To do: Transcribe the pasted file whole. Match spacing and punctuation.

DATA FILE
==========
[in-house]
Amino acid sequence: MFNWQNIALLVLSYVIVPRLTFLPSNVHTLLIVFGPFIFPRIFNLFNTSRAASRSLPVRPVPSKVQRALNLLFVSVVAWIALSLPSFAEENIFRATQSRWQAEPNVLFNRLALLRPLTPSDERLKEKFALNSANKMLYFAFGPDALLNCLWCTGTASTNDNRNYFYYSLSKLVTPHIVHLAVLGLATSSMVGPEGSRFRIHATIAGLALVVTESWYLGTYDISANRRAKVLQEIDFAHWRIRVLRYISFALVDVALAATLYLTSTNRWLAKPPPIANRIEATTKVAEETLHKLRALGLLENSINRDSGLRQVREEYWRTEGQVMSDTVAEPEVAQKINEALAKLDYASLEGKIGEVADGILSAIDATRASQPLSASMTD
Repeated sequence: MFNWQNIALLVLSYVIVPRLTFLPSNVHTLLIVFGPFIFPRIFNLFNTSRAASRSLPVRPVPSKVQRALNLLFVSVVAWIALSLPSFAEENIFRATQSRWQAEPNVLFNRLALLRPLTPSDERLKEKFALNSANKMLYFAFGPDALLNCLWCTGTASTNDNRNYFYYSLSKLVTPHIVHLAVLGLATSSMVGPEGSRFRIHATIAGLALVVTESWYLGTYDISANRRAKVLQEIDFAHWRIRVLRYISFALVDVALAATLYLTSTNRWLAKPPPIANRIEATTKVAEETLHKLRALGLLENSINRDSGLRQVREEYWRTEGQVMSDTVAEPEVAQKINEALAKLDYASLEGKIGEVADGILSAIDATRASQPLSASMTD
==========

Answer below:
[in-house]
Amino acid sequence: MFNWQNIALLVLSYVIVPRLTFLPSNVHTLLIVFGPFIFPRIFNLFNTSRAASRSLPVRPVPSKVQRALNLLFVSVVAWIALSLPSFAEENIFRATQSRWQAEPNVLFNRLALLRPLTPSDERLKEKFALNSANKMLYFAFGPDALLNCLWCTGTASTNDNRNYFYYSLSKLVTPHIVHLAVLGLATSSMVGPEGSRFRIHATIAGLALVVTESWYLGTYDISANRRAKVLQEIDFAHWRIRVLRYISFALVDVALAATLYLTSTNRWLAKPPPIANRIEATTKVAEETLHKLRALGLLENSINRDSGLRQVREEYWRTEGQVMSDTVAEPEVAQKINEALAKLDYASLEGKIGEVADGILSAIDATRASQPLSASMTD
Repeated sequence: MFNWQNIALLVLSYVIVPRLTFLPSNVHTLLIVFGPFIFPRIFNLFNTSRAASRSLPVRPVPSKVQRALNLLFVSVVAWIALSLPSFAEENIFRATQSRWQAEPNVLFNRLALLRPLTPSDERLKEKFALNSANKMLYFAFGPDALLNCLWCTGTASTNDNRNYFYYSLSKLVTPHIVHLAVLGLATSSMVGPEGSRFRIHATIAGLALVVTESWYLGTYDISANRRAKVLQEIDFAHWRIRVLRYISFALVDVALAATLYLTSTNRWLAKPPPIANRIEATTKVAEETLHKLRALGLLENSINRDSGLRQVREEYWRTEGQVMSDTVAEPEVAQKINEALAKLDYASLEGKIGEVADGILSAIDATRASQPLSASMTD